Define Red Scare After Ww1 Essay

The end of the fighting in Europe did not bring peace and security to the United States. Hatred of the brutal “Huns" was quickly replaced by a fear of anarchists, communists and immigrants. The word "Red" has long been associated with the Communists and Socialists, while "White" has been associated with the conservatives. For instance, in the aftermath of World War I, control of Russia was contested between the Red Army of the Bolsheviks and various White armies. The entire prospect of growing Communist influence became known as the "Red Menace."

While President Wilson labored for his version of world peace in 1919, a series of violent events occurred at home that indicated the depth of public unease:
  • Seattle docks were idled by a strike in January and U.S. Marines were sent in response to a plea from the mayor.
  • Race riots in several dozen cities led to the deaths and injury of hundreds during the summer.
  • Boston was briefly paralyzed by a police strike in September; looting and theft were rampant.
  • Steelworkers seeking an eight-hour day struck in the fall, slowing the return of the nation’s economy to normal peacetime functioning.
  • In November, a labor organizer for the Industrial Workers of the World (I.W.W.) was seized by citizens of Centralia, Washington, castrated and hanged.
Indeed, following the triumph of the Bolsheviks in Russia (November 1917) and the establishment of the Soviet Union, efforts were made by communist agents to promote revolution in Western Europe and the United States.

In 1919, Wilson appointed a new attorney general, A. Mitchell Palmer, a Pennsylvania attorney with liberal credentials, including past support for workers’ rights and women’s suffrage. Palmer, however, reversed his views. In April, the Post Office discovered 38 bombs that had been mailed to leading American politicians and capitalists. Shortly thereafter, an Italian anarchist was blown up outside Palmer’s residence. The nation’s top law enforcement official became convinced that a radical plot was underway.

Word was leaked to the press that the government was tracking the activities of prominent American citizens who had voiced criticisms of the war effort and other government policies, including:
  • Jane Addams, the famed social worker, who had become and advocate of conscientious objection in her fight against conscription
  • Charles A. Beard, an economic and cultural historian at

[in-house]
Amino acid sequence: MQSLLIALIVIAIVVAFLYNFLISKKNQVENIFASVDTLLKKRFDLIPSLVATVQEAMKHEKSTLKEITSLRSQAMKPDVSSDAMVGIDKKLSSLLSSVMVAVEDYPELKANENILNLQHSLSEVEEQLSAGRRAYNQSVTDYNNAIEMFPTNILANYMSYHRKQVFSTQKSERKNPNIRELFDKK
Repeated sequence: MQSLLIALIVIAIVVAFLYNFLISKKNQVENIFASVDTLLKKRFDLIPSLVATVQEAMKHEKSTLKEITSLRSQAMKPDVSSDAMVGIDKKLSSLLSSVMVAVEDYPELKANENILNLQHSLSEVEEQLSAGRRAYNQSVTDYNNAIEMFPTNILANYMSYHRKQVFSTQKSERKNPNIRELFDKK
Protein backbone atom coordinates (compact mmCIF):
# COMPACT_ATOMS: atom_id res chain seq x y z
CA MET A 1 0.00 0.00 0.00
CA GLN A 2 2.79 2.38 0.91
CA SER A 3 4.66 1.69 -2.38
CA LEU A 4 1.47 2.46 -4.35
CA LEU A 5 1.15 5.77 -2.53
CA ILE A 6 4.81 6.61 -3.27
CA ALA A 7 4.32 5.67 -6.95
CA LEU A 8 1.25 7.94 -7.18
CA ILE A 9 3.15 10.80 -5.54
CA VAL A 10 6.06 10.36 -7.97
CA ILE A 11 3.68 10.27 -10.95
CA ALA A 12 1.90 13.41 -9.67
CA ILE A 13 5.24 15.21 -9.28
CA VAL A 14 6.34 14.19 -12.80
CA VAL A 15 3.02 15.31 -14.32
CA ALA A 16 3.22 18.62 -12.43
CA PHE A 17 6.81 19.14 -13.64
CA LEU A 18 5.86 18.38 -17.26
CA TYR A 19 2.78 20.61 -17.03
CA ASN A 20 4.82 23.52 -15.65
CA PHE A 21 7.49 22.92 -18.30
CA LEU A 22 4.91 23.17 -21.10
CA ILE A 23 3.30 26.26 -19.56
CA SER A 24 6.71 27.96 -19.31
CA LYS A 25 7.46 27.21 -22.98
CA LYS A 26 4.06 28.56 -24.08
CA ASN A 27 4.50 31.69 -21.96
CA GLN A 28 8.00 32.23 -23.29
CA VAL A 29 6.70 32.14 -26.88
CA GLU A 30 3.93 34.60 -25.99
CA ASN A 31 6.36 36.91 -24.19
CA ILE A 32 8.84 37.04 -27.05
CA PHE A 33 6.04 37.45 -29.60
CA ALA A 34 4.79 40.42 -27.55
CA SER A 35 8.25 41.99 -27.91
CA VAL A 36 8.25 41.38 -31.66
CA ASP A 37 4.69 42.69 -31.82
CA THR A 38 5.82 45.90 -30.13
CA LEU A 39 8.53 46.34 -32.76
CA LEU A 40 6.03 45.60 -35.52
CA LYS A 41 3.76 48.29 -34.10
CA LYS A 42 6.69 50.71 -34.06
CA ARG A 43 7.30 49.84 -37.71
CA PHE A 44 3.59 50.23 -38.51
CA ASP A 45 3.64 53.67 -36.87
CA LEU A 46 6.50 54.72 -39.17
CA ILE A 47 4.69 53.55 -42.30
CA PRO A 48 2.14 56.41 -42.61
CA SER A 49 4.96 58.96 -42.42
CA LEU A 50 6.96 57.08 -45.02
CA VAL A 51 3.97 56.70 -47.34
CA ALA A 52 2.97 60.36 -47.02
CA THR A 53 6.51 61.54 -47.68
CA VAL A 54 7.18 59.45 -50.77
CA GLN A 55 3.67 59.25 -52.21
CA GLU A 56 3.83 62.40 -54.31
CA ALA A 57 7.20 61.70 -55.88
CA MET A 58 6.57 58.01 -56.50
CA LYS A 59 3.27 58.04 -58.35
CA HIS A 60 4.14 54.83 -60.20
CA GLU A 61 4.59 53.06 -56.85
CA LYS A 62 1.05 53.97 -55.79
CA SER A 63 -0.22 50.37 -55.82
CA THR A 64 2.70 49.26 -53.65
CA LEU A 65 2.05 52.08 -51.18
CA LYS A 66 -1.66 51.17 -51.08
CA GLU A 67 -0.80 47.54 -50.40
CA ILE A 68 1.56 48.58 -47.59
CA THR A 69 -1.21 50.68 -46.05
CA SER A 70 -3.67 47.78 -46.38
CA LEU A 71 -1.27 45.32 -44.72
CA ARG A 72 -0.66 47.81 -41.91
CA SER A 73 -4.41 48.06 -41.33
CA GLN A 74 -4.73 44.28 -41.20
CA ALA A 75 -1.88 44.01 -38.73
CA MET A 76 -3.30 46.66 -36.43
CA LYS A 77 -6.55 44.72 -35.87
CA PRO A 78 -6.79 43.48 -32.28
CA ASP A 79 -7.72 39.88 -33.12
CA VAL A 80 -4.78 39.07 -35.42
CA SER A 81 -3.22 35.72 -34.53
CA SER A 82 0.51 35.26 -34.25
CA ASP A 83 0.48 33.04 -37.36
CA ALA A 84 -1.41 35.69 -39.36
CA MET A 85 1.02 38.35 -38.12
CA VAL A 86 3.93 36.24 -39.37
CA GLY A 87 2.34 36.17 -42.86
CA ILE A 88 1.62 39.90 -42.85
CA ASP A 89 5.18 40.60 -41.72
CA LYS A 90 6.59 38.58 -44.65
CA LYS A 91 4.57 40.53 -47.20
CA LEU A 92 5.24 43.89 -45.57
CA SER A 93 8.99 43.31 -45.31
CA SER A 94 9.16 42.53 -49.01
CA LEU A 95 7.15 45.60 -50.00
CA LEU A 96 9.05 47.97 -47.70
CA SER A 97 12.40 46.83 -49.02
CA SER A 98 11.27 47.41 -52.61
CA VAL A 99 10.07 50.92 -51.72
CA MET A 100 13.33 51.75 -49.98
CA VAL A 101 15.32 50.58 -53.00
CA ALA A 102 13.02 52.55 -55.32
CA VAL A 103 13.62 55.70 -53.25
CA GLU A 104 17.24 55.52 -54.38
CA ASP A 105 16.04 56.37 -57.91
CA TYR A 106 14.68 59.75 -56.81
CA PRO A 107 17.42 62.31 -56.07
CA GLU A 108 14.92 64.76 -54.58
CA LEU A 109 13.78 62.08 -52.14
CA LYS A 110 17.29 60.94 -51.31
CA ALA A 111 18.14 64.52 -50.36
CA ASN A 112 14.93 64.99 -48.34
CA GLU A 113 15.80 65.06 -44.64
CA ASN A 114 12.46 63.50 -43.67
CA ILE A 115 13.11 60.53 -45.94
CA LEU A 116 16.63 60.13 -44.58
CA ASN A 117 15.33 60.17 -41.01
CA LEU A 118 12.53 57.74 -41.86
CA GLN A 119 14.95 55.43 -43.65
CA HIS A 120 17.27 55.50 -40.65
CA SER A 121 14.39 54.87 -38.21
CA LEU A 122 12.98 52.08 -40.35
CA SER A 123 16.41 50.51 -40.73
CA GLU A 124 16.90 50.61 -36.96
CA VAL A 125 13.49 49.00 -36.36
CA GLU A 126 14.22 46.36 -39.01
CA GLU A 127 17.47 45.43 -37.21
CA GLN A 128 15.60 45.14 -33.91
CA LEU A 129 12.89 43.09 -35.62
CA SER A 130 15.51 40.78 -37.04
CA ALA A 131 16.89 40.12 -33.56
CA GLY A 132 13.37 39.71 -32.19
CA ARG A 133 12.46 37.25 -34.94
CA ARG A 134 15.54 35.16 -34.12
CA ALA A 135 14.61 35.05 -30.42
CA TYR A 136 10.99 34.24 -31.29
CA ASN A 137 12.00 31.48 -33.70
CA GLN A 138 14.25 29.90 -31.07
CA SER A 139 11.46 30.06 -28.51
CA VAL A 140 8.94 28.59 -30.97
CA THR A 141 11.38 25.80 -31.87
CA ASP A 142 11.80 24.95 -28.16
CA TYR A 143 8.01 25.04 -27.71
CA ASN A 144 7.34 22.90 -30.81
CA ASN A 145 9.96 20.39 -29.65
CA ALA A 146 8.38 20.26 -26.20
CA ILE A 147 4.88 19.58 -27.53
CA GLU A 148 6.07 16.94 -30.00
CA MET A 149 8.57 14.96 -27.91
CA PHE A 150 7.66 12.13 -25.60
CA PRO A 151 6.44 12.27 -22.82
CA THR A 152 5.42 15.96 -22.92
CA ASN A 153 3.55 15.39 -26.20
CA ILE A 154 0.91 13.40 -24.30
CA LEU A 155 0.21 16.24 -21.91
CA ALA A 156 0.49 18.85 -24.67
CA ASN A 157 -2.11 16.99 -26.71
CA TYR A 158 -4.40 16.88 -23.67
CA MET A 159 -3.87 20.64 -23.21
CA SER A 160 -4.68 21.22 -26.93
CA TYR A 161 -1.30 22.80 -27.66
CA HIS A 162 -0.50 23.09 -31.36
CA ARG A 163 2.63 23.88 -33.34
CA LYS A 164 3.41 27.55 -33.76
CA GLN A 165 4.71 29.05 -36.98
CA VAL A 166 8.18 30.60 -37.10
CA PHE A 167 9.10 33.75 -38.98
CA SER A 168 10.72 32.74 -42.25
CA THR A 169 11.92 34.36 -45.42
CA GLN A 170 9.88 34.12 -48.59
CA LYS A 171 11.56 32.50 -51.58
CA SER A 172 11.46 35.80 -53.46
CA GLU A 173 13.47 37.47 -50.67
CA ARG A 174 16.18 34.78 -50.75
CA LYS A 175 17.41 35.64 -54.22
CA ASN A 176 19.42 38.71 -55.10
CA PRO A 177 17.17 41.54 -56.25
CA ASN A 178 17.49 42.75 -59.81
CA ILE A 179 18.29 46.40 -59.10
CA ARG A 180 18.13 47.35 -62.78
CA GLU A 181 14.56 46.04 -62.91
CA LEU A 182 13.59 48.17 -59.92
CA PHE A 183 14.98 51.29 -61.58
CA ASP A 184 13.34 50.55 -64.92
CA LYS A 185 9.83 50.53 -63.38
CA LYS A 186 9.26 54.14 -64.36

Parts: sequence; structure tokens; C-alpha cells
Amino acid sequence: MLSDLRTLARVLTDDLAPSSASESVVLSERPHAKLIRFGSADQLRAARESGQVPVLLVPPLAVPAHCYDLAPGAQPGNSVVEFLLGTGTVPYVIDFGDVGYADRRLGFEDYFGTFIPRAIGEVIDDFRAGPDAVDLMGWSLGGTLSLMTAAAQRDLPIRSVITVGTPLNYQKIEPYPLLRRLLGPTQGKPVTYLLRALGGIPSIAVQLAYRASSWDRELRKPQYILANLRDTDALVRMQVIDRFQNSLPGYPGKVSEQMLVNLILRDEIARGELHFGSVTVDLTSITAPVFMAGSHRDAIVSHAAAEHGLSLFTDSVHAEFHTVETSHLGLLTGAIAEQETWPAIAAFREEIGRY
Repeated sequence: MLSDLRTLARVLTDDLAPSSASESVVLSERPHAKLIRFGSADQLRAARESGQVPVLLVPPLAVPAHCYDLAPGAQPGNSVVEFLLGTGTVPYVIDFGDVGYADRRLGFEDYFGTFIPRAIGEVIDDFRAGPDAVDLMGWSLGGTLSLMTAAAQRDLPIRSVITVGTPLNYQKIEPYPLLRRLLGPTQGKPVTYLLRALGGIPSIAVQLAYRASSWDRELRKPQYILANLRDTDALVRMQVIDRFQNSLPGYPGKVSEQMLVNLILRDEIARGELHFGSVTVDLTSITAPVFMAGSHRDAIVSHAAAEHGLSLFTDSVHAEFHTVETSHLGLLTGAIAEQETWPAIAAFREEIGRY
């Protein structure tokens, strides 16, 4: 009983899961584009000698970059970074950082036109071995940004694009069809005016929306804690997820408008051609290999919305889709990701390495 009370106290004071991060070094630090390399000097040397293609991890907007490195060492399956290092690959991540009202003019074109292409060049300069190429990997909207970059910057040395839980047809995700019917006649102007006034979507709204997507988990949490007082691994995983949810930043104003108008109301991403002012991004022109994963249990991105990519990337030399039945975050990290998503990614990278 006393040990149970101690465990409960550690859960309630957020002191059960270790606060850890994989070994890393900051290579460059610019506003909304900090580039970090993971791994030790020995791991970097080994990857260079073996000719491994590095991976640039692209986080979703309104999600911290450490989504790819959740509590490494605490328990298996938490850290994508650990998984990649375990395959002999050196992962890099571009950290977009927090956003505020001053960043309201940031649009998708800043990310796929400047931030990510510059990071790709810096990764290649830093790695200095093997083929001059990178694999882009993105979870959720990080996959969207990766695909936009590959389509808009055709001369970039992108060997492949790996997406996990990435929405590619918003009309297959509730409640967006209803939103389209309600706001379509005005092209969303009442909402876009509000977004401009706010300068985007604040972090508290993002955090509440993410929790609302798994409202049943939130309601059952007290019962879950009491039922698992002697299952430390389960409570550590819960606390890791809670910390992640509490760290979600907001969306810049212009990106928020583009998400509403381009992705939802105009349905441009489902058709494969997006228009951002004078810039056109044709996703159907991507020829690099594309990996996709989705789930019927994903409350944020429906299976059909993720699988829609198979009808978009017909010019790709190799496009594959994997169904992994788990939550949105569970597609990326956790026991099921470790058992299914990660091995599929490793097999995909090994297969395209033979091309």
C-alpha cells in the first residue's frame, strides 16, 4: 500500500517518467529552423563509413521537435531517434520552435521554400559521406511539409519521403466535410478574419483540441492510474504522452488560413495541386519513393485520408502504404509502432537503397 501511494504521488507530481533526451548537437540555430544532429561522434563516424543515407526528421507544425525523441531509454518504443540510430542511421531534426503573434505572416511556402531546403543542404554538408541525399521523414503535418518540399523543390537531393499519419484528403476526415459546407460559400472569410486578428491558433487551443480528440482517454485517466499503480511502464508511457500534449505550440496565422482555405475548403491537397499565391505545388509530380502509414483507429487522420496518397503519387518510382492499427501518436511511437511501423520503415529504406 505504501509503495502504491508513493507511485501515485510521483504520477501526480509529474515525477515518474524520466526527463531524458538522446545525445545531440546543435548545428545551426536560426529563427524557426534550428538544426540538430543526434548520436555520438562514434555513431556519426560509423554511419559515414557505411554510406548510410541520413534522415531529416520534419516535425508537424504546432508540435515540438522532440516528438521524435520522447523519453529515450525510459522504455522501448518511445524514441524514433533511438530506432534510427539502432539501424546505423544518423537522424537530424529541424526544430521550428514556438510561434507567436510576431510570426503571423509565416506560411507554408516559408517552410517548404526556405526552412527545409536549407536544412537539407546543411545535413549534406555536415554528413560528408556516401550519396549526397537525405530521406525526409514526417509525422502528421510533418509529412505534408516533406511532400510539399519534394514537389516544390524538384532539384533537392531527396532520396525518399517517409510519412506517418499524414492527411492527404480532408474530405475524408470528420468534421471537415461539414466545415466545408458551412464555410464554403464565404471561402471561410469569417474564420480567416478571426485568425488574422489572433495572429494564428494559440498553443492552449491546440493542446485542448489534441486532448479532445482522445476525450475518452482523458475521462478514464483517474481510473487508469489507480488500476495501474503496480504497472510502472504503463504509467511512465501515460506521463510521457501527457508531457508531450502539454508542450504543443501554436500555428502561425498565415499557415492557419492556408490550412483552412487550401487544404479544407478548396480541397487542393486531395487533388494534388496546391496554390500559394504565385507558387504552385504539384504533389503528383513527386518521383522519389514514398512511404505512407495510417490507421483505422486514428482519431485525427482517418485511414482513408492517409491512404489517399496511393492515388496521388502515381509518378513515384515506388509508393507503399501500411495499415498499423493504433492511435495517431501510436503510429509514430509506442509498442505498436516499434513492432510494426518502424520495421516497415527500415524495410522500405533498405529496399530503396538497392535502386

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    Columbia University, who had ruffled feathers by suggesting that the Founding Fathers had been motivated by the profit motive in many of their actions
  • Lillian Wald, the noted public health pioneer and advocate for many recent immigrants.
Palmer enlisted the services of a young attorney, J. Edgar Hoover, who worked to enforce the provisions of the Espionage Act (1917) and its companion legislation, the Sedition Act (1918).

The first in a series of so-called Palmer Raids was launched on November 7, 1919 — the second anniversary of the October Revolution in Russia. Thousands of anarchists and communists were rounded up, many of whom were detained for long periods without being formally charged. In December, in a highly publicized move, more than 200 alien detainees were deported to Finland and later to Russia. Placed aboard the Buford, dubbed the “Soviet Ark," were such prominent leftists as Emma Goldman, the Russian-born anarchist, who had drawn disapproval by opposing the draft and promoting birth control.

Despite finding no credible evidence that a communist plot was underway, Palmer staged more raids in January 1920. With the assistance of local law enforcement officials throughout the country, as many as 6,000 suspects were arrested and detained.

Palmer claimed to know that May 1, the socialist Labor Day, would bring massive demonstrations as a prelude to revolution. The American public was apprehensive as the date approached, but the predictions proved to be without foundation and Palmer’s standing declined rapidly. He was criticized sharply for conducting searches without warrants and for denying detainees legal representation. Most damning were the charges of some who believed that Palmer had manufactured the crisis as a means to gain the Democratic presidential nomination in 1920.

The events of 1919-1920 were the first of a series of “red scares" in American history in which the government would clamp down on real or imagined domestic revolutionaries.

Looking back on the Jazz Age in 1931, F. Scott Fitzgerald wrote that it really began in 1919:

The ten-year period that, as if reluctant to die outmoded in its bed, leaped to a spectacular death in October, 1929, began about the time of the May Day riots in 1919. When the police rode down the demobilized country boys gaping at the orators in Madison Square, it was the sort of measure bound to alienate the more intelligent young men from the prevailing order. We didn`t remember anything about the Bill of Rights until Mencken began plugging it, but we did know that such tyranny belonged in the jittery little coun­tries of South Europe. If goose-livered business men had this effect on the government, then maybe we had gone to war for J.P. Morgan`s loans after all.